Clarifying your personal teaching philosophy  Each teacher has their own personal teaching philosophy. There is a growing recognition of the value of teachers expressing their personal teaching philosophies- so called ‘teaching philosophy statements’. In a number of countries these are submitted as part of the job application process, and are treated as a valuable part of professional development. Such statements are an expression of, “one’s conception of teaching, including the rationale for one’s teaching methods. It is seen as a place to voice holistic views of the teaching process, including one’s thoughts about the definitions and interaction between learning and teaching, perceptions of the teacher’s and student’s roles, and the goals and values of education.    If you are interested in finding out more about teaching philosophy statements try reading this and this. Base your philosophy on evidence Much of my philosophy of teaching is embodied on these pages- and the key message is that ‘what teachers do matters’. There is a huge body of evidence out there that can guide practice- and enhance the achievement and the life chances of the learners that we are responsible for. To quote Hattie (2009) once more: “In many classrooms and schools, there is evidence of low effect sizes, reliance on poor methods and strategies, a dependence on ‘war stories’ and anecdotes, and an agreement to tolerate different and sometimes poor teachers”. The young lives in our care deserve more- just as we did in our period as learners in classrooms.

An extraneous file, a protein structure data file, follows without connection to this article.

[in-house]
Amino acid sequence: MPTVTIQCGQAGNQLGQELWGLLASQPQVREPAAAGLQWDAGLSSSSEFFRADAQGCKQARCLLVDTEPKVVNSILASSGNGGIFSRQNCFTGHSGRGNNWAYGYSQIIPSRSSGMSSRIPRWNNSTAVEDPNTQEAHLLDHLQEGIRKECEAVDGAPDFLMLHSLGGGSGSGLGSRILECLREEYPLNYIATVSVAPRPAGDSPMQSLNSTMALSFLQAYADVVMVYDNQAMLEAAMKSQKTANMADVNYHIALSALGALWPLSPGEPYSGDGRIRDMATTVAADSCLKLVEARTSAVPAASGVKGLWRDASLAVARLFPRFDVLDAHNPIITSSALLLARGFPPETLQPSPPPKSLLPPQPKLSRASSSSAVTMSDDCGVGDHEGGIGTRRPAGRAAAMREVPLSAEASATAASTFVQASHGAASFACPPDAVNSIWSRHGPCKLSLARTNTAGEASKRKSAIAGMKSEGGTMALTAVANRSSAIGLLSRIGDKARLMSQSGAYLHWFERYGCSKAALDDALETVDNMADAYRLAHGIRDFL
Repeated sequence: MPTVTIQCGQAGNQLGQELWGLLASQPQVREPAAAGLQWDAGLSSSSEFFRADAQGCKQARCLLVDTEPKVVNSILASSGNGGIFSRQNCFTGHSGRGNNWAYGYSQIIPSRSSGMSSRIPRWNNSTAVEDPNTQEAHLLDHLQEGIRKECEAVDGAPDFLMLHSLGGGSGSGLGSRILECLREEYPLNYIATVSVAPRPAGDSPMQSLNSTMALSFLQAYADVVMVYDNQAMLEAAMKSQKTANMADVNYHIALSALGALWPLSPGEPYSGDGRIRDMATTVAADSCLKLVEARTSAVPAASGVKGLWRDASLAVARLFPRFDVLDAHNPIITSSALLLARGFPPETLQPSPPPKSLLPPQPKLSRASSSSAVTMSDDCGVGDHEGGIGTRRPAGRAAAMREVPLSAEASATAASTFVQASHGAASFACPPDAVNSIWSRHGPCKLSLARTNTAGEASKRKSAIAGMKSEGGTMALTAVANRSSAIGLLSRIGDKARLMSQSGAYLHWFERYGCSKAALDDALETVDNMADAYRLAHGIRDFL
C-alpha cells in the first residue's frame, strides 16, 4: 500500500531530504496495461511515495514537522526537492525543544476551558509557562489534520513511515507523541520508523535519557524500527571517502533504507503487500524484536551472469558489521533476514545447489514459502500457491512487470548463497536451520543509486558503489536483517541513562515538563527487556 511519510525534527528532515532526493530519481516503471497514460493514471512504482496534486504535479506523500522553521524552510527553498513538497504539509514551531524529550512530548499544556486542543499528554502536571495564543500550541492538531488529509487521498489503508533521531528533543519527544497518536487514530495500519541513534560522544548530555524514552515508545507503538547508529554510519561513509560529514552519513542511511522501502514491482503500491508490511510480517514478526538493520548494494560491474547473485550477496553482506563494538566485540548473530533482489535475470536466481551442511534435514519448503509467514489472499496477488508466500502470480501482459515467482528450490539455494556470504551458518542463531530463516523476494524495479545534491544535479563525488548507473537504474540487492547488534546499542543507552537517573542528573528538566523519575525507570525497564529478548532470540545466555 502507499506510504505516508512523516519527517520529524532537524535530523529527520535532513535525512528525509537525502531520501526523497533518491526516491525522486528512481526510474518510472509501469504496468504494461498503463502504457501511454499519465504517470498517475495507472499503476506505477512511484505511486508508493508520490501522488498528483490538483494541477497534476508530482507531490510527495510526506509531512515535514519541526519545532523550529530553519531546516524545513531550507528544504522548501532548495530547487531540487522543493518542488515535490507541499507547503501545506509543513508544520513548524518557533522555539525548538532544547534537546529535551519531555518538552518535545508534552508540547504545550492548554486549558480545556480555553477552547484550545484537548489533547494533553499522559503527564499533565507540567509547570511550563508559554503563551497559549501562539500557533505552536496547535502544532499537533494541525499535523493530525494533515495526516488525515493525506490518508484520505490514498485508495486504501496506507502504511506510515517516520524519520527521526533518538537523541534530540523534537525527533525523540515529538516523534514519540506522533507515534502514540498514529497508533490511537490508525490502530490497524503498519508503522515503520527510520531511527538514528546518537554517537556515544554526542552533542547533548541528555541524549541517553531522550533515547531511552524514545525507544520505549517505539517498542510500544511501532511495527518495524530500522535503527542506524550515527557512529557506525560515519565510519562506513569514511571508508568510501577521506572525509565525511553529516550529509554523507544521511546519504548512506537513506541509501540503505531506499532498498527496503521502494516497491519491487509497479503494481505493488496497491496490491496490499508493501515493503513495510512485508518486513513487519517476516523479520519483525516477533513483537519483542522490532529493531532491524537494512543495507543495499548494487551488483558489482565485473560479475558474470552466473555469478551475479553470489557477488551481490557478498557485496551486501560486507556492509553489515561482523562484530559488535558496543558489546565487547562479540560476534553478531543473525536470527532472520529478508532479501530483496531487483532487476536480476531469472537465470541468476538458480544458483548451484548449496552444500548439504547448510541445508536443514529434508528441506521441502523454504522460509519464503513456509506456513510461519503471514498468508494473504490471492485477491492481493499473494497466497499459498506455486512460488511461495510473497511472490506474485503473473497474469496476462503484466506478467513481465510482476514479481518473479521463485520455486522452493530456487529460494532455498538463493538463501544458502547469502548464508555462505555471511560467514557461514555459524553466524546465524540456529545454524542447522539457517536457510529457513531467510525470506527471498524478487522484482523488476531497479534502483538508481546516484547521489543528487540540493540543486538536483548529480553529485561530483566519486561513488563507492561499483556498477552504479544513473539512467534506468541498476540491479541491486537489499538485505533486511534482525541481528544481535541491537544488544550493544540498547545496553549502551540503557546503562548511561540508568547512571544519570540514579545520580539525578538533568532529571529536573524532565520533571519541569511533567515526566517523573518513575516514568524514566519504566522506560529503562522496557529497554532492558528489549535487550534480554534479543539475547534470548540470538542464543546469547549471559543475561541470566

www. teach it.so So... Which philosophies should you bring to the classroom? Main page Evidence Myths Solutions Feedback Active Learning Philosophies Evolve e-learning Thoughts
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So... So... examine the evidence So... adopt evidence-based methods So... enhance learning
Philosophies Dweck’s Mindset Experts Happiness Student Voice Challenging goals, success criteria, active learning, recognition of effort and rich feedback Philosophies Philosophies Student Voice